AT&T To Buy Interwise To Beef Up Online Conferencing
Interwise's services let users treat voice, Web, and videoconferencing like e-mail, producing an easy-to-use and inexpensive system.
AT&T said it will acquire online conferencing provider Interwise for $121 million and combine it with AT&T's global MPLS-based IP network.
Interwise's voice-, Web-, and videoconferencing services are aimed at midsize to large businesses. The service enables users to treat voice, Web, and videoconferencing like e-mail, producing an easy-to-use and inexpensive system. The acquisition was announced Monday.
"The addition of Interwise's technology and expertise in conferencing to AT&T's global reach, networking, and conferencing capabilities will broaden and enhance the range of solutions for our enterprise customers who are making the transition to IP networking," said Ronald E. Spears, AT&T's group president of Global Business Services, in a statement. "The IP-collaboration solutions offered by Interwise will help customers increase the impact of their efforts by allowing employees to work on joint projects simultaneously with colleagues and partners [and] share information regardless of their location or device."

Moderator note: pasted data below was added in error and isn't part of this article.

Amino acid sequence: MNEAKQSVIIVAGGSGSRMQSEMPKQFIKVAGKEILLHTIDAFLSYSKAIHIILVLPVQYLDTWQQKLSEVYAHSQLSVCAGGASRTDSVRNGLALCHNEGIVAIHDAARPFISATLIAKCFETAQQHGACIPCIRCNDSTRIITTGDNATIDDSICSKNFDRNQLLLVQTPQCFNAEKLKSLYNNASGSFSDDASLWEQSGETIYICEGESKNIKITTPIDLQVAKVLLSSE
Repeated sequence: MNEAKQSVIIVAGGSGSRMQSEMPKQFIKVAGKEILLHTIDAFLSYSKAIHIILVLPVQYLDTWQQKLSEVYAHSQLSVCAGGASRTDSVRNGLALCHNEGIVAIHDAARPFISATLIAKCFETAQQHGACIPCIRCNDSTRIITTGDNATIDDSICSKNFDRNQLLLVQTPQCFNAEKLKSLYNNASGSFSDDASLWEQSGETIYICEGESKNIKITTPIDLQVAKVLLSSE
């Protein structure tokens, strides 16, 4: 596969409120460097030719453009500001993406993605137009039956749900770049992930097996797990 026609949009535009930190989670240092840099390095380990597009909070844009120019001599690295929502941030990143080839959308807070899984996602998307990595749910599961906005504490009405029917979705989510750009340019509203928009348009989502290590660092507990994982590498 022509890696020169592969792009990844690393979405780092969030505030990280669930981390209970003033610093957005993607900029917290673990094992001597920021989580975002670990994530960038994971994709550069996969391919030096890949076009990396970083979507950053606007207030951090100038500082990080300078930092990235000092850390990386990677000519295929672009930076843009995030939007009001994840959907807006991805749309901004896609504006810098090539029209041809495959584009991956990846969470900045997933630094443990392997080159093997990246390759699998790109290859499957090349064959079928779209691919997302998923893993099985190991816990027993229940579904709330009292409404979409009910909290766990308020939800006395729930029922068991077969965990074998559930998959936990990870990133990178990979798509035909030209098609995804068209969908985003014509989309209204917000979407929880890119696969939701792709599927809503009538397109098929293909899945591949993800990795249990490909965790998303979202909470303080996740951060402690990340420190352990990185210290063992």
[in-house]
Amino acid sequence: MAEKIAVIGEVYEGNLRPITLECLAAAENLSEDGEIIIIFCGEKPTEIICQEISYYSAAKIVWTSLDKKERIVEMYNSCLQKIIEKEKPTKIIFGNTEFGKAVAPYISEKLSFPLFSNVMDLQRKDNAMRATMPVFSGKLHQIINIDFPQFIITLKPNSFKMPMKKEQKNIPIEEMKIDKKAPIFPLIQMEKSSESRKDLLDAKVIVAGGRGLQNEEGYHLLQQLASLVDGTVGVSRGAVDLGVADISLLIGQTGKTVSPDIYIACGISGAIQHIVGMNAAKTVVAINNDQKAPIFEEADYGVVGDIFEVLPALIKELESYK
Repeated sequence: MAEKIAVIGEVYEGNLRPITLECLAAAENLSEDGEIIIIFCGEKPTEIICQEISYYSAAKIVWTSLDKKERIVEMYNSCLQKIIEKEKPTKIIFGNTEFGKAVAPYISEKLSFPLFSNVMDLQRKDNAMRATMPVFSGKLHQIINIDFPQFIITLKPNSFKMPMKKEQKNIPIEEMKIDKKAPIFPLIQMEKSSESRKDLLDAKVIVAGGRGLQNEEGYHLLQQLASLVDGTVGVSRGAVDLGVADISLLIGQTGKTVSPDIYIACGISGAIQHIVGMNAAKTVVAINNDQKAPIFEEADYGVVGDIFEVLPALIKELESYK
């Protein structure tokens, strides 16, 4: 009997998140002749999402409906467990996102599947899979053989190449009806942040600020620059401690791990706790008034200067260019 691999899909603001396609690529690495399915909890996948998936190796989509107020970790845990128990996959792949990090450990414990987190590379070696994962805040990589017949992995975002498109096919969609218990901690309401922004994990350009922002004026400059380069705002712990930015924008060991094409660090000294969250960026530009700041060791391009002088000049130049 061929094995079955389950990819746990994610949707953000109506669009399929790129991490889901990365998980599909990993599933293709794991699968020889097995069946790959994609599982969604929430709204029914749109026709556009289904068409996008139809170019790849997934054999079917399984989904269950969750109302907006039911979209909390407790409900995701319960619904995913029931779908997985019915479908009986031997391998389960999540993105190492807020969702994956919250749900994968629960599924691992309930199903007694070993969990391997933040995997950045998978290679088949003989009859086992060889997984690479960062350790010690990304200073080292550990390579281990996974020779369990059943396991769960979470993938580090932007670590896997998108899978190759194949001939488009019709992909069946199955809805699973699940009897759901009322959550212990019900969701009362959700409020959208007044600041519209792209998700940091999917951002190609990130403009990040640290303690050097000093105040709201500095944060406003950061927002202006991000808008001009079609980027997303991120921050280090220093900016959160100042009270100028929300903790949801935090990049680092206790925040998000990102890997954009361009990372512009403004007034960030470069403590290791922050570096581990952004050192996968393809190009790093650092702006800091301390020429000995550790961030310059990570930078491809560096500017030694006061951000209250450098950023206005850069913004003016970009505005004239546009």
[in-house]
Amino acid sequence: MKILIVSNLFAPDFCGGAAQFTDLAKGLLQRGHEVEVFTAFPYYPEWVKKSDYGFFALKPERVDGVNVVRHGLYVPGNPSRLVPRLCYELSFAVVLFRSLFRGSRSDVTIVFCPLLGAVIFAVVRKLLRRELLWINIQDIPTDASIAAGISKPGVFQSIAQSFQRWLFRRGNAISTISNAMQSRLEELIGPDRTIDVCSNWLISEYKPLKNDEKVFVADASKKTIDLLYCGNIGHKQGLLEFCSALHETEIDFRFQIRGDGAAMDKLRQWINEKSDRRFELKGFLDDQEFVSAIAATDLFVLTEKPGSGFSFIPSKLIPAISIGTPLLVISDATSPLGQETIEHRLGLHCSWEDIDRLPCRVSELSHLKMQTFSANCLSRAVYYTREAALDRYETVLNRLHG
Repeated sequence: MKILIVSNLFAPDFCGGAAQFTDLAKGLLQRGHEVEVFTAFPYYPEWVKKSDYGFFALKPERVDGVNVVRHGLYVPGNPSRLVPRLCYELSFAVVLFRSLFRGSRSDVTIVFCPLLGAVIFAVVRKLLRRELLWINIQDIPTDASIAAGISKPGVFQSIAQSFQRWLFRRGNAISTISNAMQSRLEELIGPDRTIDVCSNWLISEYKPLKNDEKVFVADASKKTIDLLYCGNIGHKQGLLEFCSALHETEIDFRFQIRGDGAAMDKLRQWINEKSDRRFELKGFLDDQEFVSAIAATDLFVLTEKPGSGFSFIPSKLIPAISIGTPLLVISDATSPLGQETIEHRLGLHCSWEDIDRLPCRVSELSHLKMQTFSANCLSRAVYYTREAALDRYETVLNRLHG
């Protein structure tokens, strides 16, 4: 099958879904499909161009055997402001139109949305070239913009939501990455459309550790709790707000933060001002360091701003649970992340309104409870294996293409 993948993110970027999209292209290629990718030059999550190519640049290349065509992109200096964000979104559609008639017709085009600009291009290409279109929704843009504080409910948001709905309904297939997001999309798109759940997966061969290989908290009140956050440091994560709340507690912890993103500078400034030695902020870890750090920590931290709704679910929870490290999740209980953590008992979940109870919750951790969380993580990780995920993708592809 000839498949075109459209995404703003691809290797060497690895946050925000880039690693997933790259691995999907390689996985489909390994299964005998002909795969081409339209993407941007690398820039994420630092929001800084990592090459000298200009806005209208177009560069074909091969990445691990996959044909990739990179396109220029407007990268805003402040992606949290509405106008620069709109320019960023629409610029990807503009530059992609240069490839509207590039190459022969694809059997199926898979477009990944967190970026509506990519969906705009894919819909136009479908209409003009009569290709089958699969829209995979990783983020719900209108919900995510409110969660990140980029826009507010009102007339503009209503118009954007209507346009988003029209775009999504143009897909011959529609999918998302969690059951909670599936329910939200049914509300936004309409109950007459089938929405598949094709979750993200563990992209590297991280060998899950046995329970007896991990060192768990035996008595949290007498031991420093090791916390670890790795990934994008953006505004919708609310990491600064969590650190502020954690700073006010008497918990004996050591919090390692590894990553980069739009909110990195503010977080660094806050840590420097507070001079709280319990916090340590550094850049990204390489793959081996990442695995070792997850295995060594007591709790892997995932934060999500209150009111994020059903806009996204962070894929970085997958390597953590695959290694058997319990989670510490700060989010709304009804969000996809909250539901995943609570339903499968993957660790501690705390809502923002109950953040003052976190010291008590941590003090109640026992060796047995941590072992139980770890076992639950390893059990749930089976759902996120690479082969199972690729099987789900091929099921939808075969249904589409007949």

The Interwise Connect system integrates VoIP- and TDM-based audio in a system that Interwise notes substantially reduces costs, particularly for large enterprises. The system has various applications ranging from unlimited voice conferences and Web meetings to Web seminars and Webcasts. Recordings can be established for tens of thousands of employees at a time.
AT&T said that it expects to retain the Interwise management team, which is headed by Frank Zvi, co-founder, president, and CEO of Interwise. The company's domestic and international operations also are expected to be retained, AT&T said. Interwise is based in Cambridge, Mass., and maintains its R&D center in Israel.
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